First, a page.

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In Israeli Election, Economic Woes All But Forgotten

May 29, 1996

JERUSALEM (AP) _ Prime Minister Shimon Peres and challenger Benjamin Netanyahu don’t agree on much _ but the need for economic reform in Israel ranks high on both of their lists.

Few would know that from following the campaign ahead of today’s much-watched election, which sees voters choosing between Peres’ peace policies and Netanyahu’s pledge to stop trading Israeli land for peace with Arabs.

But economists believe money issues _ from cutting the budget to controlling inflation _ will resurface once the election is through and the winner can focus on more than just politics.

``Whatever government comes to power, they do want to get inflation down and they do need to turn off the tap of the drain on reserves,″ said Peter Medding of Hebrew University.

Peres and Netanyahu both aim for European-style, liberal, free-market economies. Although Israel’s economy has grown 40 percent in the past six years, it still has a way to go.

Inflation is projected to reach 14 percent this year, well above the 3 percent to 4 percent of most industrialized nations. The Labor government’s much-touted plans to privatize the huge state-run sector seem stuck in neutral. And the tax burden tops a whopping 40 percent of the gross national product.

The overvalued shekel is also an issue, mainly because it encourages imports and undercuts exports, contributing to a record $10 billion trade deficit last year.

``All these problems reflect a government that is hugely dominant in the economy, a bloated public sector that’s been getting pay hikes and expanding in size especially in the past few years, and government handouts to many sectors,″ said Zeev Golan of the independent Division for Economic Policy Research.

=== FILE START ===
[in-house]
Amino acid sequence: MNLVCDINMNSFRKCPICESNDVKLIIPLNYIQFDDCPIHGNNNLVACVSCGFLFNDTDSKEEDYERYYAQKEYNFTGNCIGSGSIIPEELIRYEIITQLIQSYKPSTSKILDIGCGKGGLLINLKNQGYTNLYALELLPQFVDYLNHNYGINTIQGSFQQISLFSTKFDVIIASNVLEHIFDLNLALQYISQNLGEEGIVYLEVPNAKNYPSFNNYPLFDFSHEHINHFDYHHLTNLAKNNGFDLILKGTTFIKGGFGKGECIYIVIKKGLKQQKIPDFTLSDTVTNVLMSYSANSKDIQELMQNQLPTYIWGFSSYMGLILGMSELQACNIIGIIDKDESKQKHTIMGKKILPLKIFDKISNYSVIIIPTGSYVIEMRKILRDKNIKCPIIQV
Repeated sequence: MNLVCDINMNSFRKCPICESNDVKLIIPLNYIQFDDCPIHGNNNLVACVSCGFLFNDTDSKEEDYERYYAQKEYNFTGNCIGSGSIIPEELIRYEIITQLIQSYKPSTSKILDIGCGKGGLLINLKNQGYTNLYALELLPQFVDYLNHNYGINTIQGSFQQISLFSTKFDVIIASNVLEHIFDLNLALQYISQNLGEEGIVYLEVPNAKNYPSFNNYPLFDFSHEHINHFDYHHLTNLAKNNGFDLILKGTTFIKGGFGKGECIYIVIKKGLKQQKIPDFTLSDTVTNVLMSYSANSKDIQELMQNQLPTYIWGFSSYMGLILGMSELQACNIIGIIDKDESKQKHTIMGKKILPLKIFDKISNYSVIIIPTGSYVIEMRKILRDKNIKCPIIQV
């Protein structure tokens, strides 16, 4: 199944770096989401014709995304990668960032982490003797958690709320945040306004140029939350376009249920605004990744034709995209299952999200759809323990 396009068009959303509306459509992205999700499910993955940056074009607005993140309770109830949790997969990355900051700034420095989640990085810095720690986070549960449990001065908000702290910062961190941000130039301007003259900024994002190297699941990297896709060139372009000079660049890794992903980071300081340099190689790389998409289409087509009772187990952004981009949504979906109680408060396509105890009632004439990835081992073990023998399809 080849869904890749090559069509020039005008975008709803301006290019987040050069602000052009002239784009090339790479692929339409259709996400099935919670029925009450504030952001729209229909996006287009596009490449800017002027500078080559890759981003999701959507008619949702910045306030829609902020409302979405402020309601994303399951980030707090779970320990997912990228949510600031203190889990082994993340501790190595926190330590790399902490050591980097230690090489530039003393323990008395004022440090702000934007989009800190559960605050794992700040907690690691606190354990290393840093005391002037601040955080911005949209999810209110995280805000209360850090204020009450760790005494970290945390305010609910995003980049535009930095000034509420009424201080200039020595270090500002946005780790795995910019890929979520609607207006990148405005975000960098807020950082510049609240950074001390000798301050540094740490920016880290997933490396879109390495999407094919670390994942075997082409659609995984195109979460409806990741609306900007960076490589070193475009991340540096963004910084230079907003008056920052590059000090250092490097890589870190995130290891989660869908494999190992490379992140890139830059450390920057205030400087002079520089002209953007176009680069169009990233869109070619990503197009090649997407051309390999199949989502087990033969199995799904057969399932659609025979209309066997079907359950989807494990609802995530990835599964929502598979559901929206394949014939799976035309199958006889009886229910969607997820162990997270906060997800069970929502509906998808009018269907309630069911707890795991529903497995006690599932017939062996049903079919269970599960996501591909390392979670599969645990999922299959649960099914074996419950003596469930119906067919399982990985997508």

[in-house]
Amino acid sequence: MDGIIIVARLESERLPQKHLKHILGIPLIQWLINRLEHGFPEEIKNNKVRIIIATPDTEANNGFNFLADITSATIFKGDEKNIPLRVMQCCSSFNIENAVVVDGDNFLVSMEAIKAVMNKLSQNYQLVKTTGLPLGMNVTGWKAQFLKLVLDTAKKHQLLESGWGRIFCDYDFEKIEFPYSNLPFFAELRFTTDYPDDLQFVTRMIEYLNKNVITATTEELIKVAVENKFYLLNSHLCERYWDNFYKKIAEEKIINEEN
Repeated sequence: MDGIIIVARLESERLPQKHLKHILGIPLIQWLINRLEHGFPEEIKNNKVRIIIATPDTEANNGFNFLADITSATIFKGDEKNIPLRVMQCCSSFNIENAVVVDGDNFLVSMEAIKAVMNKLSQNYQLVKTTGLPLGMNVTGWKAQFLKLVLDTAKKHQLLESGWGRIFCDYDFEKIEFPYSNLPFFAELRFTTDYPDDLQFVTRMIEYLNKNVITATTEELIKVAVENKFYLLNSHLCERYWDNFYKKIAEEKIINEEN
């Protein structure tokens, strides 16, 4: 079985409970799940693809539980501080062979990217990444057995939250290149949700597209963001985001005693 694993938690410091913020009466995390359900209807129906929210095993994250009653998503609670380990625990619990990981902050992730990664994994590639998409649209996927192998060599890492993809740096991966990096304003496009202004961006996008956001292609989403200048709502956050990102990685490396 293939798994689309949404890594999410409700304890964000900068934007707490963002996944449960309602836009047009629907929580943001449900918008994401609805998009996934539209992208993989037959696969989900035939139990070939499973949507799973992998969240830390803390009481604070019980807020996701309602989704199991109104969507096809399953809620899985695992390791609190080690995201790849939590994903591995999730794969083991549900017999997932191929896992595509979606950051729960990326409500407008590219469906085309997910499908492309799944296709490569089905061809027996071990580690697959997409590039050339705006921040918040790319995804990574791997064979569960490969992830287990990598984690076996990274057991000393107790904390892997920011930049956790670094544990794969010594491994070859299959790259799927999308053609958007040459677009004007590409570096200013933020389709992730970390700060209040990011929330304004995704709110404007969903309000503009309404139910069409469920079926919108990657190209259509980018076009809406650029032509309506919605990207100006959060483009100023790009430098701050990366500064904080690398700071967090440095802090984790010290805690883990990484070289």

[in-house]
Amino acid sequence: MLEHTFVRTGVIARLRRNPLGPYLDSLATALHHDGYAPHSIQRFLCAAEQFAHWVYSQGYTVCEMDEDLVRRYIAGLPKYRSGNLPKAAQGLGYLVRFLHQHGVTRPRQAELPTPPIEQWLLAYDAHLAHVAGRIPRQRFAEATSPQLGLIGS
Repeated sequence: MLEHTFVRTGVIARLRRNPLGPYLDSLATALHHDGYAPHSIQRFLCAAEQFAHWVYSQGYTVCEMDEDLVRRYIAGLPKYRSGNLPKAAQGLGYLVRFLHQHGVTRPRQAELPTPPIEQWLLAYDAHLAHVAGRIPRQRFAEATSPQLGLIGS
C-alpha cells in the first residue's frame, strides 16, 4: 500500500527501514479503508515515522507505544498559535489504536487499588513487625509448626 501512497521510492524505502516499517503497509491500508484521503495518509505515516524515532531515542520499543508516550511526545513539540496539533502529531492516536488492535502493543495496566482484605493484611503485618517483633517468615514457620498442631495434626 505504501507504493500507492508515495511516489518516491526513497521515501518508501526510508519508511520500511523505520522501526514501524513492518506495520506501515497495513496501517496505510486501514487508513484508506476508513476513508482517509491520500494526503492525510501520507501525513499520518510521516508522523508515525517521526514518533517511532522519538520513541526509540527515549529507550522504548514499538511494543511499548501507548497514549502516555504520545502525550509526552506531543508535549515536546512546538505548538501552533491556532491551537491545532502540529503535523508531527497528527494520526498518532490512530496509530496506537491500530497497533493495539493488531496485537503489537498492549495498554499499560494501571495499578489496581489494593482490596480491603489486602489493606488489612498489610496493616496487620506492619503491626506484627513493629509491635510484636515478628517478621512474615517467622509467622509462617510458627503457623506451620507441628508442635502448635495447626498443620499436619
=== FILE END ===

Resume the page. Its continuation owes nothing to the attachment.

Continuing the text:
``What they should be doing is cutting the budget, privatizing, selling massive amounts of land, reducing the tax burden, and ending our dependence on foreign aid,″ Golan said.

Netanyahu has said his government will quickly sell off 50 of the 85 government-owned companies.

For Peres _ who scored high points as prime minister from 1984-1986 for reining in hyperinflation _ the key is a peaceful Middle East. Peace, he says, brings investment.

In its pre-election editorial Tuesday, Israel’s only financial daily newspaper said that while Israelis face stark choices on peace and security, the parties were virtually identical on the economy.

``Labor and Likud do not want to discuss their plans if and when they win,″ Globes said. ``But one thing is clear: both parties are considering cutting the budget immediately at the start of their term.″

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